Private Matters and Public Culture in Post-Reformation England

Private Matters and Public Culture in Post-Reformation England

Private Matters and Public Culture in Post-Reformation England

Private Matters and Public Culture in Post-Reformation England

Synopsis

"According to Holinshed's Chronicles, Thomas Arden was murdered by his wife, her lover, and several accomplices in 1551. Holinshed apologizes for including in his state history what seems to be "but a private matter," although at the same time he asserts that the "horribleness" of the act justifies public retelling. Alice Arden's crime was popularized in Arden of Feversham (1592), a play that initiated the genre of domestic tragedy and thrust private conflict onto the stage of public discourse. Weaving a complex tapestry out of intellectual history and literary analysis, Lena Cowen Orlin examines how the private issues of contentious marital relations and household governance became public - through conduct manuals, sermons, political tracts, and philosophical treatises, as well as domestic tragedies - in the culture of post-Reformation England. Orlin first draws on rich archival evidence in telling the story of the Ardens. Although Arden of Feversham fulfilled the conservative project of confirming patriarchal authority in the home at a time of social upheaval, Orlin finds that later domestic tragedies such as A Woman Killed with Kindness and Othello were less predictable in their aims. And while other forms of public literature provided blueprints for ordering the household, domestic tragedies continued to reveal the tensions lying under the surface there: inconsistencies in the prescribed role of women, contradictions within patriarchal ideology, conflicts between political and economic interests in the household, inadequacies in the old ideals of friendship and benefice, and anxieties about the control of material possessions." Title Summary field provided by Blackwell North America, Inc. All Rights Reserved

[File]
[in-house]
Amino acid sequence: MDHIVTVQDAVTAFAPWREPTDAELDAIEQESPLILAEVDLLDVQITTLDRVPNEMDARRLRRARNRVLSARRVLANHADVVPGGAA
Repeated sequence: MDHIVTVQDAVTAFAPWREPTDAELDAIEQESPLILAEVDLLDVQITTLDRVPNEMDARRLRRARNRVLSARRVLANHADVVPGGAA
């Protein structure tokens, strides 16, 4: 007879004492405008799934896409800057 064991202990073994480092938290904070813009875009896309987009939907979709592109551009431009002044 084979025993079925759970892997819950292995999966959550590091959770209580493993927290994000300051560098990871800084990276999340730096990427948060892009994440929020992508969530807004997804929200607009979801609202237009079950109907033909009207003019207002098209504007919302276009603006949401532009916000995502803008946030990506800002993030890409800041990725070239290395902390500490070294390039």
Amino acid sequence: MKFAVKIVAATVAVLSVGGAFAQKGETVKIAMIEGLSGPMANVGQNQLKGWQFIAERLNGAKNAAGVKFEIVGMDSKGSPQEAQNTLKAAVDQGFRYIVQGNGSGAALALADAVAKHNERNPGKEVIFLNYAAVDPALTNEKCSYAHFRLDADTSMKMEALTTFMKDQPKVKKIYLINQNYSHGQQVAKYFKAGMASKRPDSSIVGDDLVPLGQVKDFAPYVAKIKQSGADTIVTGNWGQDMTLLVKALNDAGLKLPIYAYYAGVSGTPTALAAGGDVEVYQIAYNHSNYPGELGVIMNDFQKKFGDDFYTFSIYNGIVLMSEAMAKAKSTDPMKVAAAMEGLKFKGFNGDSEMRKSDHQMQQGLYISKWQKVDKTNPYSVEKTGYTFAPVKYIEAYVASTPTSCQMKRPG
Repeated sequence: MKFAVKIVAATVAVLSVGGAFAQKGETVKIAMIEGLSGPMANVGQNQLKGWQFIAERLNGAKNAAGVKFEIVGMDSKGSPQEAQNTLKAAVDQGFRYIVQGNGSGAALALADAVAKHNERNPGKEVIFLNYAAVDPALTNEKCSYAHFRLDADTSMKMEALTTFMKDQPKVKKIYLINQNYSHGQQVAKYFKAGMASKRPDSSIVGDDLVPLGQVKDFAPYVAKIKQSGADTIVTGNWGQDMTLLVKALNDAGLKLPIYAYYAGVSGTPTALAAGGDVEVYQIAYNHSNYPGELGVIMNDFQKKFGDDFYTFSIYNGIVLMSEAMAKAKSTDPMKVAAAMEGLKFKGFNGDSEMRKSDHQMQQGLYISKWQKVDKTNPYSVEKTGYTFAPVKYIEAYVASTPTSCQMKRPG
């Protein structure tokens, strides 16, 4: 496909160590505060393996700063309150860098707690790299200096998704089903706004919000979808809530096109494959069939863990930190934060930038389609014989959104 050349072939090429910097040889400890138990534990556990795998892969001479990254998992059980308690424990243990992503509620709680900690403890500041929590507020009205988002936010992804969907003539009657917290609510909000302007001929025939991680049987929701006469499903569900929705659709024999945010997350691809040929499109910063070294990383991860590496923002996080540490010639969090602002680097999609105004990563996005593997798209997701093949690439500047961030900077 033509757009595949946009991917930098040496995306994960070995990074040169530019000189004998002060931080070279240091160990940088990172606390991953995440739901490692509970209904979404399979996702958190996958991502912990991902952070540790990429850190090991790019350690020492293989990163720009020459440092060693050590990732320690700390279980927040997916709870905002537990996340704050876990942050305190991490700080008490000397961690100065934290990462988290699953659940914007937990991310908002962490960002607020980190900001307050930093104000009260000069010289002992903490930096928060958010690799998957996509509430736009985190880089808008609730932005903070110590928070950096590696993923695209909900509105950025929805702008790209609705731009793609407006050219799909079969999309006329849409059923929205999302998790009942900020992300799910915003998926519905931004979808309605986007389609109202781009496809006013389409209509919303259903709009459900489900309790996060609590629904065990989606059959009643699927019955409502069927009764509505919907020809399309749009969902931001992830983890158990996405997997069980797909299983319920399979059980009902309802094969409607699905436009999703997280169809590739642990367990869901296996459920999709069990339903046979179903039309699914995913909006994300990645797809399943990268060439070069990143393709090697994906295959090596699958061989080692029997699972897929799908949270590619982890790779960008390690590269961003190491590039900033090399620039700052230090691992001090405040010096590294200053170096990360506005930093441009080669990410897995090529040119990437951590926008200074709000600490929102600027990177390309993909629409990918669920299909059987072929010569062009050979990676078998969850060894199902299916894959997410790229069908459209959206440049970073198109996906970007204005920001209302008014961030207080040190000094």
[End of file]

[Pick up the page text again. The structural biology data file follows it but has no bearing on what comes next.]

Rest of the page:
Excerpt

Thomas Arden, known in his own time as Ardern, a gentleman of Faversham in Kent, was murdered in 1551. According to the Faversham Wardmote Book, his killers included his wife, Alyce; her lover, Thomas Morsby; and eight other conspirators. the crime became widely known outside Faversham when this official verdict, much amplified, was transmitted in two other contemporary records: Holinshed 's 1577 Chronicles of England, Scotland, and Ireland and an anonymous play of 1592 based onHolinshed and titled The Lamentable and True Tragedy of Master Arden of Feversham in Kent . Who was most wickedly murdered, by the means of his disloyal and wanton wife (see figure 2). To reopen an investigation into this murder is to operate for the most part independently of—and in many respects against the grain of—the received tradition of chronicle and playscript. But these two redactions of the story remain crucial to the ways in which Ardern's case history advances my thesis concerning the place of the private in early modern England.

The murder of Thomas Ardern placed on the public agenda issues of private contention and consequence, in this way contributing to the reconceptualization of what we would call "private life" in the wake of the Reformation. One public site was the 1592 theatricalization of the story. the other and inaugural site was Ardern's incorporation into Holinshed's narrative, even despite the chronicler's evident unease about interrupting a history of matters of state for an account that is "but a private matter":

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